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Intelligent classrooms and smart software: Teaching and learning in today’s university


The use of information and communication technologies in higher education is surrounded by contradictory, yet interrelated themes, that suggest that education is either experiencing a revolution or approaching its own demise. Undoubtedly, technologies are becoming embedded in academic life but patterns of adoption are more complex and nuanced than polarized themes suggest. The extreme polarity of a ‘promises and fears’ spectrum is unable to fully account for why this is the case; neither can it be explained by economics, demographics, or the technology. This article argues that one of the most significant variables in the deployment of and adaptation to information technologies in the university is academic culture. In other words, unless we consider academic culture we cannot fully capture the relationship of technologies to education.

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  1. See, for example, Stacey and Gerbic 2007

  2. Some of these activities students would do on their own (read an article or take a quiz) and some in groups (wikis, Facebook) The inclusion of these online activities would allow class time to be spent on dialogue and quizzes can improve the learner’s completion rates for advanced readings (Siemens and Tittenberger 2009:16).

  3. For a discussion on proposed taxonomies for learning see for example, LaSere and Strommer 1991.

  4. The measure for relational capital included four responses that students chose from: “The forum owner is my friend, The forum owner acknowledges my contribution, The forum owner offers to contribute in my forum in return for my contribution, I was personally invited to contribute” (Cheung et al. 2008:38)

  5. This is a classroom that is used in conventional teaching but operates in a similar fashion as a reactive video conferencing room, where presentation technologies are installed and augmented with sensors and computers for processing and controlling. For full details see∼jer/research/eclass

  6. For an general introduction to Web 2.0 and how it relates to learning, see for example,. E-learning 2.0 By Stephen Downes, National Research Council of Canada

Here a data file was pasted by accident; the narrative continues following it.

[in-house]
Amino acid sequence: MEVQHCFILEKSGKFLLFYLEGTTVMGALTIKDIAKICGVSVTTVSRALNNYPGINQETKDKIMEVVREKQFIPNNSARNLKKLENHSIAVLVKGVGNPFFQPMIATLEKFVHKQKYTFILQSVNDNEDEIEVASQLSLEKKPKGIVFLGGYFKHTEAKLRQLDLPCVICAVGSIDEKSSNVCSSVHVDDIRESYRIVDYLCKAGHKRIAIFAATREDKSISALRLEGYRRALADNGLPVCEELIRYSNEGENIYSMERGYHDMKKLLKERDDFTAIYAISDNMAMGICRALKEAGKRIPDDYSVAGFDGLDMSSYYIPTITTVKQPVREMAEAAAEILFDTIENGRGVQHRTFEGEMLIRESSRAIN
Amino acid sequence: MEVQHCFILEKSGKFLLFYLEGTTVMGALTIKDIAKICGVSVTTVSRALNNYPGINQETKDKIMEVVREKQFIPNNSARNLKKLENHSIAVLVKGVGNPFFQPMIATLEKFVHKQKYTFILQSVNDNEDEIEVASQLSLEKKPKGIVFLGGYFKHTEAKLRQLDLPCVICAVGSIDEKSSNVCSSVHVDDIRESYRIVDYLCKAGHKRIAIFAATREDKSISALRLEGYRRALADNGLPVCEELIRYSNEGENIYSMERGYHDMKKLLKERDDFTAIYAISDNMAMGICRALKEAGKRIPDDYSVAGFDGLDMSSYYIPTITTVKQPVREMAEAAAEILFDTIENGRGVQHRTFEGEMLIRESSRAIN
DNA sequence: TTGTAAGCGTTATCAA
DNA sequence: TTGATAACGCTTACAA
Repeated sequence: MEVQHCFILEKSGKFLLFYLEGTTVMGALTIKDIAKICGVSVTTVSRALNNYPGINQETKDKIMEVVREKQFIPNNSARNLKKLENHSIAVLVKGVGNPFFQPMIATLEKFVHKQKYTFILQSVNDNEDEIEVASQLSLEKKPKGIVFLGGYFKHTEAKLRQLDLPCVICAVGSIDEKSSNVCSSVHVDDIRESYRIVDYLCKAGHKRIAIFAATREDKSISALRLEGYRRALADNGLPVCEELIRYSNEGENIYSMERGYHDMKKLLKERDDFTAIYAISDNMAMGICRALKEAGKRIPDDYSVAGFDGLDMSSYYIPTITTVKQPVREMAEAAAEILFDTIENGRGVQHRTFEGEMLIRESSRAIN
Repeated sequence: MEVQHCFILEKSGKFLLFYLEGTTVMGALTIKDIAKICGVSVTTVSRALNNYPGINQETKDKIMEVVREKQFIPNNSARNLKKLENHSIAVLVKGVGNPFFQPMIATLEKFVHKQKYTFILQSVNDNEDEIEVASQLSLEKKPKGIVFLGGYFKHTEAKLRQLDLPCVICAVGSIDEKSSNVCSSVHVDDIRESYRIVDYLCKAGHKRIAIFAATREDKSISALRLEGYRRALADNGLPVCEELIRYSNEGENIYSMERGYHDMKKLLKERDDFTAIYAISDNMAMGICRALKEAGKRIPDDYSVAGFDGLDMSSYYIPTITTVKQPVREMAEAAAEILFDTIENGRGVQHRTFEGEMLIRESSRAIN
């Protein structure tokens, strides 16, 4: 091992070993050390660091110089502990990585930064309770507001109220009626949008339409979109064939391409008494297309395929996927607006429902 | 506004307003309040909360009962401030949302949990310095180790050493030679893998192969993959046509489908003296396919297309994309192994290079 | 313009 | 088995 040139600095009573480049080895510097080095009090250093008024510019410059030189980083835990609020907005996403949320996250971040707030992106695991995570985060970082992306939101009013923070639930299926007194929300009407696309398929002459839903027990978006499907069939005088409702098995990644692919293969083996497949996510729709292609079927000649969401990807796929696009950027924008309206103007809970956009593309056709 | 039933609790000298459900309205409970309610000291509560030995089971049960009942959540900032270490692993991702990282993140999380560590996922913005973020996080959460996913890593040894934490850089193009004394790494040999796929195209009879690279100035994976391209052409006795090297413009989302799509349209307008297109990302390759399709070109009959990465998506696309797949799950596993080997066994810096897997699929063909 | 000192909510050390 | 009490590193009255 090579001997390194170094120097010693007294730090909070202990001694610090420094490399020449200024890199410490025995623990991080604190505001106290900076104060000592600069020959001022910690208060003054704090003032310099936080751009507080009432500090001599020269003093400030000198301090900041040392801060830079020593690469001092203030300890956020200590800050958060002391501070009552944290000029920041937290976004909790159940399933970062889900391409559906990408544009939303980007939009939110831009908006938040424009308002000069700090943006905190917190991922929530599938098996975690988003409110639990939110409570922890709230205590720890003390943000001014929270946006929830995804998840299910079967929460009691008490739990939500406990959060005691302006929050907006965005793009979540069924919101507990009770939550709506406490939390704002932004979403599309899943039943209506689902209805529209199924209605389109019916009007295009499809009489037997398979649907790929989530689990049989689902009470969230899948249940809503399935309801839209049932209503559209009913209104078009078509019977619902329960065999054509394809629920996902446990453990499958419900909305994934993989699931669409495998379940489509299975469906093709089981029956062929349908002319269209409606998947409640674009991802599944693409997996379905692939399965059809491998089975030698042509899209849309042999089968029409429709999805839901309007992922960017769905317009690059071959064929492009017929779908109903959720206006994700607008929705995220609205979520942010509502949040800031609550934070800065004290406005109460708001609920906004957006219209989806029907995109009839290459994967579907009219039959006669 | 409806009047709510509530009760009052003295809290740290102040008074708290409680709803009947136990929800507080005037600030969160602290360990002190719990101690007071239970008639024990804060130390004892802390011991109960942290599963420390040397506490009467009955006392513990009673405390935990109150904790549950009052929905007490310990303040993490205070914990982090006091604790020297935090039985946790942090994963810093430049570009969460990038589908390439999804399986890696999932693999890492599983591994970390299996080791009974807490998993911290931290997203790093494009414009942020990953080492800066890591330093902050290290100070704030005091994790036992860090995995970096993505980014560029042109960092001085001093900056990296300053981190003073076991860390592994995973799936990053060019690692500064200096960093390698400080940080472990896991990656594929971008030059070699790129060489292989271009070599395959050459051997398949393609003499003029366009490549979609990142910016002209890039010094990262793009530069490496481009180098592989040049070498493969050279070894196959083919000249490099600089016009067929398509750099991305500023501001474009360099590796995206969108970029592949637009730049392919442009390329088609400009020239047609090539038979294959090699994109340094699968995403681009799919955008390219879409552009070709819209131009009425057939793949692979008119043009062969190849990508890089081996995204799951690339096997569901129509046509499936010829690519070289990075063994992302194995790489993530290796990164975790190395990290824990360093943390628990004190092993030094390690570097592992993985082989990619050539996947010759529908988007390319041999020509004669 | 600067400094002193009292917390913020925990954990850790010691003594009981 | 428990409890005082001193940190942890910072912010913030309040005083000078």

7. Emphasis is in the original email response from the respondent after the face-to-face interview.

  8. See for example, Huntsberger & Stavitsky (2007)

  9. I for one am saying “enough”. I suggest that it is time for us to reclaim control of our lives from intrusive technology and the obvious starting point for me is email. As such, I provide here, my email policy: I check my incoming email at most once per day, usually in the morning, and then turn it off. Since I receive anywhere from 20 to 100 messages per day, I cannot read every one in detail and will likely respond to very few. If you have not received a reply from me within about a week, you probably will not receive one at all. This does not mean I don’t value your communication, but am simply overwhelmed, and this is my coping mechanism.

  10. see

  11. For a description and explanation of levels of learning and appropriate instructional strategies see for example, Taxonomy of Educational Objectives (Bloom 1956) and “A revision of Bloom’s taxonomy: An overview”. Theory into Practice, Vol. 41, N. 4, pg. 212–218.

  12. Interview conducted in French and English, this quote was translated from the French by the author.

  13. For an extended development of the constructivist view of knowledge from an education perspective see, for example, Windschitl, M. 2002. “Framing constructivism in practice as the cultural negotiation of dilemmas: an analysis of the conceptual, pedagogical, cultural and political challenges facing teachers”. Review of Educational Research, 72 (20), 131–175.


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Correspondence to Maria José M. Ferreira.

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Ferreira, M.J.M. Intelligent classrooms and smart software: Teaching and learning in today’s university. Educ Inf Technol 17, 3–25 (2012).

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